Have you encountered that in your travels and teaching?

Sobonfu Some: Yes. In my tribe we definitely have many different rituals and the honoring of the menstruation is definitely important, just like being born is also an initiation, in fact the first initiation that we ever go through and where we need to be celebrated and welcomed into the world, going to naming rituals because in the Dagara tradition you are still in the spirit world until the age of five. After the age of five you are now developing to becoming more of a human being still having spirit of course.

At the same time your name that you had…You owned your name until the age of five. Then after the age of five now your name owns you. So there is another ritual acknowledging that phase. So when we are young women that first menstrual cycle you are taught to look forward to it. I clearly remember when I started my menstruation. I was so happy that I started to run away. I mean, the elders had to catch me and basically pin me down because I was so excited. I didn’t even give them the chance to do all the prayers and the blessings that they needed to do before introducing me to the community and so forth.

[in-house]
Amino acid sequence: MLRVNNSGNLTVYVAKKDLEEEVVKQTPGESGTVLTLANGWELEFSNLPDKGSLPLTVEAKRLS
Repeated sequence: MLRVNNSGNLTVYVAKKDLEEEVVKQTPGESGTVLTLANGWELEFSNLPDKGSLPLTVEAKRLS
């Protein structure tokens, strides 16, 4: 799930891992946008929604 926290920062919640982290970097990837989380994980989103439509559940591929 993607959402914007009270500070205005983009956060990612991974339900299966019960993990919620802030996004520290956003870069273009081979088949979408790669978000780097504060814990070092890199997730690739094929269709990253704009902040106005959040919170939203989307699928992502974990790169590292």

Also when you become married it is another celebration that happens when you become a mother and a father. There are rituals throughout all of the phases of your life from when you are born to the time when you go back to the land of the ancestors. There are all kinds of rituals that you do or that the community has to do for you. I mean, rituals that you do that might be personal rituals because there are different rituals. You know, community rituals when the people do the rituals communally or radical rituals, which as the names says are rituals that are very radical. Initiation is a radical ritual.

Those rituals are designed by the community on behalf of one individual or several individuals and so forth. The difference between any radical ritual and the other ritual is basically that radical rituals need the community presence and they need a welcoming to feel the experience of the person and so forth.

So as a result, when I teach out in the west I take into account all these different rituals. Sometimes you even find when you are doing rituals of young women who are just starting their menstruation, you realize that some of the adults are also at the crisis with their menses because they were taught that it was something dreadful, and it was negative, and you shouldn’t really be telling anyone that you had your menses. For me it is something that is positive. You need to celebrate. This is the time of the year between –well it is months apart- exists a lot of energy in your family and you just need to be celebrated. So just trying to share those views and a lot of women who have gone through their whole cycle and have now gone through menopause realizing that they never really celebrated. They just couldn’t wait to have their menses be over with.

So there is, again, a need to create a ritual of healing for those women. So ritual it is every day.

For full transcript, please contact Duncan Campbell